Updated: Sep 15, 2020
Being someone who allocates costs for a living, it has become an axiom that if you can allocate costs then you do it. But is more information always a good idea? Or in other words, has the allocation of central costs merely become an academic exercise?
The reason that I generally think that it is a good idea to allocate central services costs is the same reason that the person who invented the Program Budget (wasn’t it Benjamin Franklin) thought it was a good idea. That idea being, If you identify the full costs of a program being provided to the public, that program will have to survive with the knowledge of the full costs of the program, for better or worse.
But what if that full information has no or very little impact on the decision makers? Is it still worth the effort to identify the full costs of the program if it does not affect funding decisions?
There are still management benefits to allocating central services. It can help to identify which internal service providers are inefficient. How many times has the Police Chief said that he could get patrol cars serviced quicker and at less cost if he used the local auto dealership? Well he may be right. You don’t hear about that until the customer complains.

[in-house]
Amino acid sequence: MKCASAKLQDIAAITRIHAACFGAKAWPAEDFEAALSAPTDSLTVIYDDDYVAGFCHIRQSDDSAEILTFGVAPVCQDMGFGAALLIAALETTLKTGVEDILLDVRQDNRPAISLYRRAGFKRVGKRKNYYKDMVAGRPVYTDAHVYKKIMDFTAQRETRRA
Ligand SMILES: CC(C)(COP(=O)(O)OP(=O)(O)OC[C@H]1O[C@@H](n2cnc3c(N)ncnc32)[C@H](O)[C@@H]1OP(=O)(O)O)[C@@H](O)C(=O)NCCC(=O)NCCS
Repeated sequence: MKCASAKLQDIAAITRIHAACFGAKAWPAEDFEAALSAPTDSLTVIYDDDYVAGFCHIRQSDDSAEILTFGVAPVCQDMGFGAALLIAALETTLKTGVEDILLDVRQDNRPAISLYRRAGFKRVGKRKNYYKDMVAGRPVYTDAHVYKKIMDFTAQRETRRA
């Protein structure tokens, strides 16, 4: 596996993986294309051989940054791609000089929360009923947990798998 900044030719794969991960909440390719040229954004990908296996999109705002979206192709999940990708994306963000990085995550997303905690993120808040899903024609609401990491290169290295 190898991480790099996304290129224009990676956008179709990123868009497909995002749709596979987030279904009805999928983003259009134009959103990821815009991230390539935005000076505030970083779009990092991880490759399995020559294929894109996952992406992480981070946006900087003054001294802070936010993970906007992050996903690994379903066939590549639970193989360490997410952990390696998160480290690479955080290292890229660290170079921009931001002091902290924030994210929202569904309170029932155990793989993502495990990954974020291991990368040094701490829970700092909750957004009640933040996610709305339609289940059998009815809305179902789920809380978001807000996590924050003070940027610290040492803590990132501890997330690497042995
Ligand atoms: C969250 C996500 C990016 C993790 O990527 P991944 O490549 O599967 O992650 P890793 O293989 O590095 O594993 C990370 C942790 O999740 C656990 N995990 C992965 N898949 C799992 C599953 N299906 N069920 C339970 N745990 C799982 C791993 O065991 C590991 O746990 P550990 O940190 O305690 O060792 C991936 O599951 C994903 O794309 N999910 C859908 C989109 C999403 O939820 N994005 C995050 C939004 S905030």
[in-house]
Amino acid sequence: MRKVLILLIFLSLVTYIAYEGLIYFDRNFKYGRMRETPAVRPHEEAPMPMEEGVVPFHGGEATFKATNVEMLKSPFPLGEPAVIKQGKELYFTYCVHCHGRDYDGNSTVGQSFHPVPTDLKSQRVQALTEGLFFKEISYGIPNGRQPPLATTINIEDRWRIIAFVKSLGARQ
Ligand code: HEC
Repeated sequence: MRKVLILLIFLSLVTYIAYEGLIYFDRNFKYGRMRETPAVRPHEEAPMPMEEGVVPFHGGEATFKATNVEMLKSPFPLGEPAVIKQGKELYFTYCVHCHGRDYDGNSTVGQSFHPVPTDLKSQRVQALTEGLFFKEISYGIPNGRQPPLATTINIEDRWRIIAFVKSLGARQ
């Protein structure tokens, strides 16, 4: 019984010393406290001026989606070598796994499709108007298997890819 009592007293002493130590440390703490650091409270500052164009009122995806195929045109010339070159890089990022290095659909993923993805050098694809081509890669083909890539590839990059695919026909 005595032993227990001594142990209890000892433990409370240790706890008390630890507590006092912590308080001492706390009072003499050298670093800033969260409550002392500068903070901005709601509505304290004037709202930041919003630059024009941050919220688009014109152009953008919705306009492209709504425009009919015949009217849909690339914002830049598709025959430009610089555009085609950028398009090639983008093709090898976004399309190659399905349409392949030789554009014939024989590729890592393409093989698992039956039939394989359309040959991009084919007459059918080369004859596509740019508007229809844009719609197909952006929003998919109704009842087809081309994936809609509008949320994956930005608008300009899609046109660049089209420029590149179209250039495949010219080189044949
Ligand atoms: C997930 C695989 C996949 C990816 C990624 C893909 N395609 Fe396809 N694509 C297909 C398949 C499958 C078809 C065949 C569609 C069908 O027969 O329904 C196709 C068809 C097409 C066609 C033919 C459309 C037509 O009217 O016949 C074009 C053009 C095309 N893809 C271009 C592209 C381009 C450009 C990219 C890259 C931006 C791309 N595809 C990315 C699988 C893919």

It can also help to identify which users of internal services are wasteful. If you have out-of-control copier costs, by charging departments for copier usage, the usage, and therefore the costs, should decrease.
Another less cumbersome option to allocating costs is a Cost Allocation Plan (CAP). A CAP allocates central service costs just like an ISF without all of the reporting and accounting requirements of a separate fund. But a CAP may not be an institutionalized part of the budget process like an ISF may be.
In short, before you allocate anything you should ask yourself why you are doing it. Do you want to recover administrative costs from Enterprise or Grant funds? Do you want to identify administrative costs for fee recovery? Do you want to prepare a program budget to identify full costs for all services provided to the public? Each of those questions has a different answer. But you can’t get there in the straightest line without knowing where you are going first.
In future articles we will explore each use and what approach is the most efficient for which use.